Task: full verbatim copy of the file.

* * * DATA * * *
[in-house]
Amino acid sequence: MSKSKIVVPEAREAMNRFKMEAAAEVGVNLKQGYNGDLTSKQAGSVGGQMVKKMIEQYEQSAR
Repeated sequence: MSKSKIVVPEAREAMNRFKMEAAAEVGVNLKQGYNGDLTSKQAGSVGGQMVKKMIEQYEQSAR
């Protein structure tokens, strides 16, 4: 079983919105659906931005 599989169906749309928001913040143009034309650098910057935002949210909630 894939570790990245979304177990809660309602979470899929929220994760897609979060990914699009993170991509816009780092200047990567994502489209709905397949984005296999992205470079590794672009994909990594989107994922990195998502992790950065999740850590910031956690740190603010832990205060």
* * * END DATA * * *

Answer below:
[in-house]
Amino acid sequence: MSKSKIVVPEAREAMNRFKMEAAAEVGVNLKQGYNGDLTSKQAGSVGGQMVKKMIEQYEQSAR
Repeated sequence: MSKSKIVVPEAREAMNRFKMEAAAEVGVNLKQGYNGDLTSKQAGSVGGQMVKKMIEQYEQSAR
């Protein structure tokens, strides 16, 4: 079983919105659906931005 599989169906749309928001913040143009034309650098910057935002949210909630 894939570790990245979304177990809660309602979470899929929220994760897609979060990914699009993170991509816009780092200047990567994502489209709905397949984005296999992205470079590794672009994909990594989107994922990195998502992790950065999740850590910031956690740190603010832990205060």